HILLBORN V. HALE &: KILBURNMANUF'G CO.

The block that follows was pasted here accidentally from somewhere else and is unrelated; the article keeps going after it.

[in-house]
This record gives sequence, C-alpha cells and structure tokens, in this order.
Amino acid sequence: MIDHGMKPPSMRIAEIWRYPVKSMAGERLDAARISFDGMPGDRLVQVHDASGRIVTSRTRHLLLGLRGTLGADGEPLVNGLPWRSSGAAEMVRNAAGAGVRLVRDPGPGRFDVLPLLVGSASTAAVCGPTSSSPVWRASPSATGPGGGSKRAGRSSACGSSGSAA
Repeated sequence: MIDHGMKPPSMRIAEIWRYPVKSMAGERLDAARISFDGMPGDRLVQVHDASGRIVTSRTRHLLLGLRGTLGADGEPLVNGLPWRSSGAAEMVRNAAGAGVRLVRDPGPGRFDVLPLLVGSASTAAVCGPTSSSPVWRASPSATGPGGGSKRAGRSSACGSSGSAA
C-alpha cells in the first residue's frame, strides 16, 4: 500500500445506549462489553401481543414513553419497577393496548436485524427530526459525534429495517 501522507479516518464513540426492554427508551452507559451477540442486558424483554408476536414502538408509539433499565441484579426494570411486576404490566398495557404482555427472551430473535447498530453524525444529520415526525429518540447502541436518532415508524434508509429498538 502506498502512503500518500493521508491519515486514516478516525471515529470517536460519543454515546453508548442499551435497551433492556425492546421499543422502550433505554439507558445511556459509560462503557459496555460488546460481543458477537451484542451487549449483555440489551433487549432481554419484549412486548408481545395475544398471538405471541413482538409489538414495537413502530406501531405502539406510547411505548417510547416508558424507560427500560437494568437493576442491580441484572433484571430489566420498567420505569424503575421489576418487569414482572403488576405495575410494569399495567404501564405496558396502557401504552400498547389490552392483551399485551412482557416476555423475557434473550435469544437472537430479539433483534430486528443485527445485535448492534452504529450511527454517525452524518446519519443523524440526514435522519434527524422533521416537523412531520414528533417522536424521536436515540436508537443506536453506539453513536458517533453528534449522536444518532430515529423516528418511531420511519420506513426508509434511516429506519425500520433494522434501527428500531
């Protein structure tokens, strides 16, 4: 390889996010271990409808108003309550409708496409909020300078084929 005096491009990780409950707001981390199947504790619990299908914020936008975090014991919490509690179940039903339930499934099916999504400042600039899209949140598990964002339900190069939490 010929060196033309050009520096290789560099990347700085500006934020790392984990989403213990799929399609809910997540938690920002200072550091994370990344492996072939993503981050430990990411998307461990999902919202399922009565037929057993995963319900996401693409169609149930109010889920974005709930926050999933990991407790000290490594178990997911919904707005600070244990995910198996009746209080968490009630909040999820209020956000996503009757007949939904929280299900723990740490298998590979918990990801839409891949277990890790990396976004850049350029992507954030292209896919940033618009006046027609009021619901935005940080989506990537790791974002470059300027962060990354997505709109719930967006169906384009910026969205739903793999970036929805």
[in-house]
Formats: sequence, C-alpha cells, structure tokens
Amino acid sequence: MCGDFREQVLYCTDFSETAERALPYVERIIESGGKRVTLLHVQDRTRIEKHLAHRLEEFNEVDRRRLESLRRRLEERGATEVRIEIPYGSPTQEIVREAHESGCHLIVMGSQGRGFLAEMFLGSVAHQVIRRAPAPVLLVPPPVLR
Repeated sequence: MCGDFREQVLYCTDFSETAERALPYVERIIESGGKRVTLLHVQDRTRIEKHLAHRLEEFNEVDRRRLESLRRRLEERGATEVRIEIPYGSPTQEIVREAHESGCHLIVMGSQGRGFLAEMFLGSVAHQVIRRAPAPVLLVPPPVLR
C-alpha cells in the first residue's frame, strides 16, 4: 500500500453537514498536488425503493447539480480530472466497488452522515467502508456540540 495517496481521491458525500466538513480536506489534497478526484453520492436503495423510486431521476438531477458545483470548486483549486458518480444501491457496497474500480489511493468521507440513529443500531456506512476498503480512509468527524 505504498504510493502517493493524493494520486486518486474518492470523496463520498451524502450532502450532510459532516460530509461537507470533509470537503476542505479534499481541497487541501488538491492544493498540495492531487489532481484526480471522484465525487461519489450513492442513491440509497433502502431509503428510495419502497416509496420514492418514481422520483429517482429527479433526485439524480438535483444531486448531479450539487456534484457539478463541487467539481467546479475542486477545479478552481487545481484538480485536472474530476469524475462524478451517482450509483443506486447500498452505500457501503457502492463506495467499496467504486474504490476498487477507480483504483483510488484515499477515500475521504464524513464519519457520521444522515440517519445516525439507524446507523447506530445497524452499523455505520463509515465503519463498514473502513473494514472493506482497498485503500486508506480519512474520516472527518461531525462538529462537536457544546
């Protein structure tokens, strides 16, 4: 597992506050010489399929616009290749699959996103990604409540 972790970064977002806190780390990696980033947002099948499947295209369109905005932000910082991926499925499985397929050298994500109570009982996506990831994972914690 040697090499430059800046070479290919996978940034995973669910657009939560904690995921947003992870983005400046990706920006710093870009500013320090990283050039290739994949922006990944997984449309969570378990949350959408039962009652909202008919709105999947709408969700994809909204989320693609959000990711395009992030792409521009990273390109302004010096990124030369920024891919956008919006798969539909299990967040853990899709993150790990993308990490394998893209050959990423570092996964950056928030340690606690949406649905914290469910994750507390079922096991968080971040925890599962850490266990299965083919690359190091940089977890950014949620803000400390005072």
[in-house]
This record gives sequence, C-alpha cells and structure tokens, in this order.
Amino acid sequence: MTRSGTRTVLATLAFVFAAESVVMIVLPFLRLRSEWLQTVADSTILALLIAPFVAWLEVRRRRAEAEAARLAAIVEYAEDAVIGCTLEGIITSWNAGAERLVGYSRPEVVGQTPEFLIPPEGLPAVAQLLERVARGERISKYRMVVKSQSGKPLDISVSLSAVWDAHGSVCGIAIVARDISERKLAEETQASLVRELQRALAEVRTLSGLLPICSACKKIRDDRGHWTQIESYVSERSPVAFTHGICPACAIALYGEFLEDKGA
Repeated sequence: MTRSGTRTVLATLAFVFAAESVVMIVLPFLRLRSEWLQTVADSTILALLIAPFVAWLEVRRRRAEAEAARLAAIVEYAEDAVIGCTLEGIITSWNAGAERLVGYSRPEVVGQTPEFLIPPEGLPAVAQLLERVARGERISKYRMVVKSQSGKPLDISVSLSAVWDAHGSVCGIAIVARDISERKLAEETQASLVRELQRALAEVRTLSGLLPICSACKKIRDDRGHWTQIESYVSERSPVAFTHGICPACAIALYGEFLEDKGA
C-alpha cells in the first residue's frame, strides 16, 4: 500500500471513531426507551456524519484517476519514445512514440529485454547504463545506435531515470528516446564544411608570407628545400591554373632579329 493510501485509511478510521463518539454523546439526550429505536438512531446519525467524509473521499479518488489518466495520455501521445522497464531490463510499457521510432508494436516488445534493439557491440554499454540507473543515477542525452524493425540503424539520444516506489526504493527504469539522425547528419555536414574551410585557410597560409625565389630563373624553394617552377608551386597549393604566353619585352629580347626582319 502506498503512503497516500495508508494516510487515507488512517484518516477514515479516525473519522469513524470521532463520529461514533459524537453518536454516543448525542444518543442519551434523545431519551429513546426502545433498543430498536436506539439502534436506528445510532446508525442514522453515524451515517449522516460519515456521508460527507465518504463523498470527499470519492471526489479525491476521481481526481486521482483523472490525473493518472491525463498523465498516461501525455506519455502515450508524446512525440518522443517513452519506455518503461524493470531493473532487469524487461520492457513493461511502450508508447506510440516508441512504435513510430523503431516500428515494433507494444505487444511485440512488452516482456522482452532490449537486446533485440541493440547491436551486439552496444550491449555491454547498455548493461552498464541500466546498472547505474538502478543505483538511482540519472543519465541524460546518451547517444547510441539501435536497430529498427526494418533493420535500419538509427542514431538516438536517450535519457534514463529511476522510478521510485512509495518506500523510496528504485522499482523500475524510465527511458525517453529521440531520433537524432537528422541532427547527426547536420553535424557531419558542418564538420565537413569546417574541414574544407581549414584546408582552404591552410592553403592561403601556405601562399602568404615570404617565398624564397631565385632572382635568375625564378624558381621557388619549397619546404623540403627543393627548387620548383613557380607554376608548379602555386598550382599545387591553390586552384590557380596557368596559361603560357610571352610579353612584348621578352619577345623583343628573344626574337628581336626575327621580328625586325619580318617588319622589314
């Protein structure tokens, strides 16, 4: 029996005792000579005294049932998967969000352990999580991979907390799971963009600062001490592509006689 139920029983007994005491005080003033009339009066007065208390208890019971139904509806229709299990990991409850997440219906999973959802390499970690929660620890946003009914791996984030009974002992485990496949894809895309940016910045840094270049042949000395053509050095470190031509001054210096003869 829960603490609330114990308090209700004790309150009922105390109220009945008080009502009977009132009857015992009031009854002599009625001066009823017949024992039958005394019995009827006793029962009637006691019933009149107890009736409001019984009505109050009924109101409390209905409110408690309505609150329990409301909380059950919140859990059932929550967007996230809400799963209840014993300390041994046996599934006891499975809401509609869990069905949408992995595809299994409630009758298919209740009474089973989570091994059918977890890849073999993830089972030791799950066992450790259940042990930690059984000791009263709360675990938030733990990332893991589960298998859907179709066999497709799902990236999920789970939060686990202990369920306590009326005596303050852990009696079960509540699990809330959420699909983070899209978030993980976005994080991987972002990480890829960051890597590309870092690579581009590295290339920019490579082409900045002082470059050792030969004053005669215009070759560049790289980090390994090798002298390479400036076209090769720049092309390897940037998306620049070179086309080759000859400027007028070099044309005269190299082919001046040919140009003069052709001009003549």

alot it stands at an oblique angle to the slot or length of the plate containing the rack; but in the Kauffman it stands either parallel with the slot, and so as to close it, or at right angles thereto. If the arrangement or adjustment of the parts used in the Hale structure was applied to the Kauffman structure, which is intended for a door hinge, the door could not be opened, and the device would not operate. The argument that these differences could be overcome by a mechanic of ordinary skill, without calling for any exercise of the inventive faculty, is the one always resorted to in cases like the present. The task of distinguishing between invention and the power of adaptation possessed by a skillful mechanic is not always an easy one, nor have the courts apparently succeeded in formulating a proposition to cover all cases. While the statutes require that a patent, to be valid, must disclose invention and novelty, yet the degree or amount of invention required is not prescribed, and, from the nature of the case, cannot be. We content ourselves, in the present case, by expressing our opinion that the mechanical contrivances found in those two patents are not so obviously similar that the one would, of itself, suggest the ()ther to an ordinary mechanic. It must further be observed that the purposes or aims of the two structures are wholly different. The Kauffman device is for a door hinge, which is so constructed as to cause the door to open and close in an ellipse, and thus the molding of the door at the axial end does not strike the frame or support. The object of the Hale invention, already sufficiently described, is for connecting the movable and fixed frames of a folding bed. Well-known cases are cited on behalf of the defendants, in which it has been held that the application of an old process or machine to a similar or analogous subject, with no change in the manner of application, and no result substantially distinct in its nature, will not sustain a patent, even if the new form of result has not before been contemplated. Without dissenting in the least from this doctrine, we do not regard it as applicable to the present case. It has never been held that where the structures compared belong to totally distinct departments of invention,-to practical arts that have no connection with or similarity to each other,the subsequent inventor is precluded from using well-known me· chanical contrivances or devices that have become the common stock of manufacturers. Such a view would, in the mechanical arts, reo strict the operation of the patent statutes to the first and most strik· ing efforts of invention, and leave no field open for the exercise of the inventive power in devising the numerous less conspicuous machines and apparatus that do so much to promote the convenience and comfort of daily life. These views render it unnecessary to consider whether the patent in suit could be sustained as a mere combination of old and well-known devices. We are now brought to the question of infringement, and here we meet the argument that the patent in suit must, in order to be sustained, receive a strict or narrow construction, and that such a contltruction will not bring the defendants' folding bed within its reach. Undoubtedly, the patent in suit, having been preceded by numerous other patents for folding beds, calls for a narrower construction than